Tropical decking materials are often unbeatable when it comes to durability, density, beauty, and other desirable characteristics. Yet despite experiencing steady and increasing popularity, tropical decking lumber species such as Ipe and Cumaru have some unique characteristics of which builders need to be aware.
1. Compensating for Quartersawn Issues
Most tropical decking lumber is quartersawn. Such sawing increases the stability of exterior lumber and showcases consistent vertical grain striping on the face. At the same time, though, this sawing technique means that medullary rays, which are part of the internal structure of the tree, become exposed. These dense areas resist planing and are rougher than other parts of the wood, sometimes requiring touch-up sanding in order to achieve smoothness. While other hardwoods may display similar issues, the extremely hard species used for tropical decking can make them more noticeable.
2. Reducing Potential for Warping
Decking products by nature contain higher moisture levels than lumber used for interior applications. Tropical decking products are air dried, rather than kiln dried, which leaves them in a moisture range between 14 and 18 percent. Such moisture levels are necessary for outdoor stability, as lower moisture levels achieved by kiln drying lead to thirsty boards that soak up moisture the first time they’re exposed to rain or high humidity.
Higher moisture content helps prevent rapid expansion when the wood is exposed large swings in moisture levels; however, different climates require an acclimatization period. In order to ensure that your decking boards do not warp after they’re installed, it’s important that you store the lumber for 2-3 weeks in the same climate as the job site, out of direct sunlight and with good air flow. This acclimatization period may produce up to 1/8” change on boards only 4” wide, or ¼” on 6” boards. Such movement is clearly preferable before the wood is screwed into place.
3. Preventing Continued Movement
After the recommended acclimatization period, there are steps you can take to avoid unnecessary movement. Once the tropical decking boards have been installed, movement over the lifetime of your deck can be reduced through providing ground side ventilation and proper end sealant. Ventilation promotes air flow, which leads to even expansion and contraction throughout seasonal changes in moisture levels.
Proper end sealant can also be used when the boards are cut to length. Because freshly exposed end grain is the easiest way for moisture to enter the board, unsealed ends can produce rapid changes in moisture, causing unsightly splitting and checking. Such moisture changes can be slowed by products like Anchorseal.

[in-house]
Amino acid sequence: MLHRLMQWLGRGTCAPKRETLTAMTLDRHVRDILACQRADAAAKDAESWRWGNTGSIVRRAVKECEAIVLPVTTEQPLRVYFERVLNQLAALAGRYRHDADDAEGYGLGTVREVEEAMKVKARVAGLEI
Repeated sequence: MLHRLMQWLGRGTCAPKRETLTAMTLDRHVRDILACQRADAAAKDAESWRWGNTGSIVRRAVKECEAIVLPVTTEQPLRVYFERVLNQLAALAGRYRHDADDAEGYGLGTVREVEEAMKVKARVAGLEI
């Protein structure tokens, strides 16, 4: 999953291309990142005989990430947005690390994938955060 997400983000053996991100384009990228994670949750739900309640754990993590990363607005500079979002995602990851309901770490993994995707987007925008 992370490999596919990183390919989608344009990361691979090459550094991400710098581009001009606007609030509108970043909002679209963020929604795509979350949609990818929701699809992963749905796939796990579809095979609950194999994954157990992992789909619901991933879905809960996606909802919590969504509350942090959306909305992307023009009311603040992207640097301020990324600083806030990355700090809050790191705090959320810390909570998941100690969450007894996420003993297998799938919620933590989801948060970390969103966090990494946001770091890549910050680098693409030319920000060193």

4. Alleviating Tool Trauma
Many tropical decking species are extremely dense and hard, and your tools will need to be prepped accordingly. The lumbers’ hardness means that you’ll need very sharp tools, and the woods’ high density can lead to splitting if you fail to pre-drill. Unlike pressure-treated material that compresses easily, these lumber species require larger holes and a lot of man power. Because these tropical species are 6 times harder than pressure-treated pine, drilling into these woods requires heavy-duty drills. Be sure to prepare for this by allotting extra time and labor, as well as extra drill bits.
It’s essential that you come to your tropical decking project with a clear view of what it will entail and how to prevent common pitfalls from tainting your experience. Despite the above-listed common issues, tropical lumbers are still your best choice when it comes to decks and other outdoor projects. For more information on these woods and how to incorporate them into your next project, contact McIlvain Lumber Company today. With over 200 years of experience in the lumber industry, no lumber wholesaler is better equipped than McIlvain to answer your lumber-related questions and to supply you with the wood you need. To learn more about what sets McIlvain apart and to see their extensive inventory of domestic and exotic hardwoods and softwoods, visit their website today, or check out these selections from their lumber blog: